I totally agree! I hear too much about sleep training (crate training) and teaching behaviours (potty use, etc.) using rewards (standard strategies in animal training, and many types of autism intervention (IBI anyone?). I get why these techniques are used - behavioural conditioning works when trying to elicit desired behaviours quickly - but as you point out, kids don't often learn to solve problems when those strategies are used and sometimes those skills that are trained don't even generalize to other situations.

Our kids deserve more "respect" than training gives them.

Oh, and a little rant here, but I even know several people who wouldn't think twice about letting their dogs sleep with them, but gasp in horror when I mention that my daughter often shares our bed.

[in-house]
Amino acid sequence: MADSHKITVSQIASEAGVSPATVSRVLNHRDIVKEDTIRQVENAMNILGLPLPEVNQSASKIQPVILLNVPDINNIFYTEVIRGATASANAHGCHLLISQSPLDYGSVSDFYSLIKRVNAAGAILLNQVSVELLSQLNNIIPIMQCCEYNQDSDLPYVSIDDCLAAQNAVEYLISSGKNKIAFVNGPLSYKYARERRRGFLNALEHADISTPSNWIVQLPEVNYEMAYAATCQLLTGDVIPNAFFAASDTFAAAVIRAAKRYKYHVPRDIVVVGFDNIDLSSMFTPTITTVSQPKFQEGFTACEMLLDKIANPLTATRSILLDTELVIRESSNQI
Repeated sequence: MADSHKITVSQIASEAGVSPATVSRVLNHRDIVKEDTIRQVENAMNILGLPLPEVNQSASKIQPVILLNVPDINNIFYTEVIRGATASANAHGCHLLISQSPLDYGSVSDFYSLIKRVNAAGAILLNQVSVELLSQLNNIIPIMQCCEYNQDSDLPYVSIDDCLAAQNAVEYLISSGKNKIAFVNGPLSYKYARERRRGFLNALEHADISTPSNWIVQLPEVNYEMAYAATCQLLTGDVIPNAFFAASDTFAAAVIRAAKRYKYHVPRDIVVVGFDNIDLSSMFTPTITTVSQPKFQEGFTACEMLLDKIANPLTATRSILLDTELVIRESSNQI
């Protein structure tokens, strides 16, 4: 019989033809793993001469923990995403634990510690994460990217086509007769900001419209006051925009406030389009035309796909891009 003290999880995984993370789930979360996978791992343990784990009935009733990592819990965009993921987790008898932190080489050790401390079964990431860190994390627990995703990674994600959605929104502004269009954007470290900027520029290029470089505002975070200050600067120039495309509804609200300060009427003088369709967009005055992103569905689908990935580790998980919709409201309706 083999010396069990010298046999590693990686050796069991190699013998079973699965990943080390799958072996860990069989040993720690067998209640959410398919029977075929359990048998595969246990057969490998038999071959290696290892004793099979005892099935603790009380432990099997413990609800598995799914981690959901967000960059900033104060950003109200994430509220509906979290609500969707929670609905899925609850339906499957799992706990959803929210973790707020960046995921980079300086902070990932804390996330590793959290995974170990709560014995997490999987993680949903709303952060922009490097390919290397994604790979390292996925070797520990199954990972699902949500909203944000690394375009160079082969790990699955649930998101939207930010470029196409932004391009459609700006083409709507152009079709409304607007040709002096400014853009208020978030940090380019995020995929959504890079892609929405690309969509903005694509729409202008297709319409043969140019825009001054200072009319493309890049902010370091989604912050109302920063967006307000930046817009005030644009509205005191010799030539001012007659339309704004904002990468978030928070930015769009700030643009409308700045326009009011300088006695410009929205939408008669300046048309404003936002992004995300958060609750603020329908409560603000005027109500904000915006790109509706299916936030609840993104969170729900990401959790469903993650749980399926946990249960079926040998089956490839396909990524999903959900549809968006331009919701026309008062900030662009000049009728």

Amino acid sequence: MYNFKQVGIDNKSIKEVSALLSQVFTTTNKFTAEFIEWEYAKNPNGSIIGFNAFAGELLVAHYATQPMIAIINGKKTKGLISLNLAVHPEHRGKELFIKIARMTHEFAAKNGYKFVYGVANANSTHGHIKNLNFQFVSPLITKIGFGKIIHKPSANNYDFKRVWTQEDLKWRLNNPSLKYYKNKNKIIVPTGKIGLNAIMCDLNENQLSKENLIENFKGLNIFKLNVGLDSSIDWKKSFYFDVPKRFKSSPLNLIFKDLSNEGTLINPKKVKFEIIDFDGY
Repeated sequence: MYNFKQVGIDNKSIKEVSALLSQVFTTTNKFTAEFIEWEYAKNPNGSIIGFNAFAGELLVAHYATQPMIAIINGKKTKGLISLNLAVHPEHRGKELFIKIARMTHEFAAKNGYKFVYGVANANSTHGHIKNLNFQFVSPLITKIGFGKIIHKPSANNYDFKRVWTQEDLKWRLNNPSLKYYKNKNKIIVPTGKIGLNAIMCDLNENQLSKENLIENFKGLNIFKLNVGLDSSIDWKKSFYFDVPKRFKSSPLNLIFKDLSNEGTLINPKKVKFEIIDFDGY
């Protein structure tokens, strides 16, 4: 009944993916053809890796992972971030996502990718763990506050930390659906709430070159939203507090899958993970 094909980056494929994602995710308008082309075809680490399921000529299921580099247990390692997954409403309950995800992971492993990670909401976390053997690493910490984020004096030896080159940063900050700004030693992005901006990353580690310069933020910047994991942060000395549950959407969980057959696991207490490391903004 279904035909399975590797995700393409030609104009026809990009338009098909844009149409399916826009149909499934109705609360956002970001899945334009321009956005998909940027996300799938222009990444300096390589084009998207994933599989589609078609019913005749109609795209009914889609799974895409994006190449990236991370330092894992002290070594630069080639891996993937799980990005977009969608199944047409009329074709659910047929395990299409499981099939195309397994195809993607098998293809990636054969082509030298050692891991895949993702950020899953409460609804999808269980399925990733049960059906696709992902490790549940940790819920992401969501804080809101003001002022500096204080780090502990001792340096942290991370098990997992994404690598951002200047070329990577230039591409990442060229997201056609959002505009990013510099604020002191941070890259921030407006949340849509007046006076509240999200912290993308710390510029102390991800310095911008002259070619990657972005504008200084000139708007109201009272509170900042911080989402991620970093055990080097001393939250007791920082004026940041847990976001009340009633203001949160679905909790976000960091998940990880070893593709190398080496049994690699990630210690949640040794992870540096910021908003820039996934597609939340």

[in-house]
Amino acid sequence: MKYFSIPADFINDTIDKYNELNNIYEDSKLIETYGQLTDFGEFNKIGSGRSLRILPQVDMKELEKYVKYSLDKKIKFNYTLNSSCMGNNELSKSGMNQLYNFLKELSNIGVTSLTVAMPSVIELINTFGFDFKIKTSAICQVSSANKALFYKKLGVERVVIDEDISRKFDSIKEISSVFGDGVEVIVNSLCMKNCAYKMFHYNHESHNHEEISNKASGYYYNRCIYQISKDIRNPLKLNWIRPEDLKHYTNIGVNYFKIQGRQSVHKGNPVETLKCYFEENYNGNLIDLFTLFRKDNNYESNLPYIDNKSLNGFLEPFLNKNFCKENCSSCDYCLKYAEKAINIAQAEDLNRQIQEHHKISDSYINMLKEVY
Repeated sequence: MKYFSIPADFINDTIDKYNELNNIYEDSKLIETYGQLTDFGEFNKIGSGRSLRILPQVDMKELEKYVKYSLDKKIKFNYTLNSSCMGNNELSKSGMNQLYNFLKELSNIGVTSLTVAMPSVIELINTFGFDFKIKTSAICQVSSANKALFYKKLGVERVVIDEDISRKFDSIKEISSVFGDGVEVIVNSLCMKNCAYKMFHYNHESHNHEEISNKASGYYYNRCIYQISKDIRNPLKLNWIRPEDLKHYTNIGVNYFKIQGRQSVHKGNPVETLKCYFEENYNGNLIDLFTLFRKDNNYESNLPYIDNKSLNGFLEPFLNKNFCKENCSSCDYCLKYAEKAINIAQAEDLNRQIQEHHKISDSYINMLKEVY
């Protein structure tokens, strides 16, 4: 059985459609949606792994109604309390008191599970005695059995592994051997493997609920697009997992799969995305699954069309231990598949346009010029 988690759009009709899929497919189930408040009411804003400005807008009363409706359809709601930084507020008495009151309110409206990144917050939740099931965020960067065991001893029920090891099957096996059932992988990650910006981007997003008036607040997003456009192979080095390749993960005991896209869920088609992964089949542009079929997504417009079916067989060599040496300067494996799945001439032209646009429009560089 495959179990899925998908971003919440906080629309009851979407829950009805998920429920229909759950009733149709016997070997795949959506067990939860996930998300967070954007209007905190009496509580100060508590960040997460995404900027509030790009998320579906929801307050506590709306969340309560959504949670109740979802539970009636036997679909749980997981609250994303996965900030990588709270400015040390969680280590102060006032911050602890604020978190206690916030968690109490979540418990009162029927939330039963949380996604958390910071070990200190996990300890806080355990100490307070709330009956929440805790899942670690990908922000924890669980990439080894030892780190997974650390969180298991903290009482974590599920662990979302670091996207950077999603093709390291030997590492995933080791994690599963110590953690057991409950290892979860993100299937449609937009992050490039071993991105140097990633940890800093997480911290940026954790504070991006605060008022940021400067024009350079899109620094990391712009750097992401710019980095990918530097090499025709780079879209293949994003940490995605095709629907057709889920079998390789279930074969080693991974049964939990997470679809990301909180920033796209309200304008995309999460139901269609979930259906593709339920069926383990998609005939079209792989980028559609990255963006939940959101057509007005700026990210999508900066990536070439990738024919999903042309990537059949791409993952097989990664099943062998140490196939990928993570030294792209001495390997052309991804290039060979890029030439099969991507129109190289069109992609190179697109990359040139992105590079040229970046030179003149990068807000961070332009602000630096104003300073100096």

August 27, 2010 | Unregistered CommenterRebecca

Two great mean talked on power and how to obtain it. Very famous is Niccolo Machiavelli (where the term "Machiavellian" came from): "I would rather you love me, but if not love, fear will do."
Machiavelli is famous for cunning tactics through deceit. Getting the job done without pesky ethics in the way.

Next we have possibly even more famous, Monhandas Gandhi: "Power is of two kinds. One is obtained by the fear of punishment and the other by acts of love. Power based on love is a thousand times more effective and permanent then the one derived from fear of punishment."

Both agree that love is preferable, but Gandhi points out that fear is not only worse, but ineffective and temporary.

"Training" relies on fear and anticipation. Fear of punishment and anticipation of rewards.